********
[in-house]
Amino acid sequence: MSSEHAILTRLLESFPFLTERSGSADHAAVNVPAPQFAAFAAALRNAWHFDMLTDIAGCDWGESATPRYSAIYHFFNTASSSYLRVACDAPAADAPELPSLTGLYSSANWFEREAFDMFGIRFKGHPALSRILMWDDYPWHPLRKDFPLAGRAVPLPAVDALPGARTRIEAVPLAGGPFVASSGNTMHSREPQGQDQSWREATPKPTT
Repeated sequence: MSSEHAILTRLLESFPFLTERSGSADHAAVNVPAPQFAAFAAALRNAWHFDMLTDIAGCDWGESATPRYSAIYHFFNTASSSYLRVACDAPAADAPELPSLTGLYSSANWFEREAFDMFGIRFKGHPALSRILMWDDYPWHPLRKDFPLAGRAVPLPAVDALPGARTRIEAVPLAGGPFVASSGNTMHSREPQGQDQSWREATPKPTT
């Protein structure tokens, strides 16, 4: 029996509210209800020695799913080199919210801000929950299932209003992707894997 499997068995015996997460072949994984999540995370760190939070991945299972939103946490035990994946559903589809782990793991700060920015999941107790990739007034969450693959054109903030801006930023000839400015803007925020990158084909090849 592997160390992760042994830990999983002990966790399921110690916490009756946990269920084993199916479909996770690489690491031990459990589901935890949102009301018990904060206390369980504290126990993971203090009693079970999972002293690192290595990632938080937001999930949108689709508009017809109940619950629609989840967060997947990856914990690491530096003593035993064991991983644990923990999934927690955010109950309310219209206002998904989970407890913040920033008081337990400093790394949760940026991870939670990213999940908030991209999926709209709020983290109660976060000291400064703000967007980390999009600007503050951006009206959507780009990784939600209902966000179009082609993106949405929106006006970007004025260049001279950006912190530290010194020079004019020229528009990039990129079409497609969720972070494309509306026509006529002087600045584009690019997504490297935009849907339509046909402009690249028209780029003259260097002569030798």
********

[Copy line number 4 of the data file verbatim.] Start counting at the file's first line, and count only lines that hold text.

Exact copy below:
């Protein structure tokens, strides 16, 4: 029996509210209800020695799913080199919210801000929950299932209003992707894997 499997068995015996997460072949994984999540995370760190939070991945299972939103946490035990994946559903589809782990793991700060920015999941107790990739007034969450693959054109903030801006930023000839400015803007925020990158084909090849 592997160390992760042994830990999983002990966790399921110690916490009756946990269920084993199916479909996770690489690491031990459990589901935890949102009301018990904060206390369980504290126990993971203090009693079970999972002293690192290595990632938080937001999930949108689709508009017809109940619950629609989840967060997947990856914990690491530096003593035993064991991983644990923990999934927690955010109950309310219209206002998904989970407890913040920033008081337990400093790394949760940026991870939670990213999940908030991209999926709209709020983290109660976060000291400064703000967007980390999009600007503050951006009206959507780009990784939600209902966000179009082609993106949405929106006006970007004025260049001279950006912190530290010194020079004019020229528009990039990129079409497609969720972070494309509306026509006529002087600045584009690019997504490297935009849907339509046909402009690249028209780029003259260097002569030798």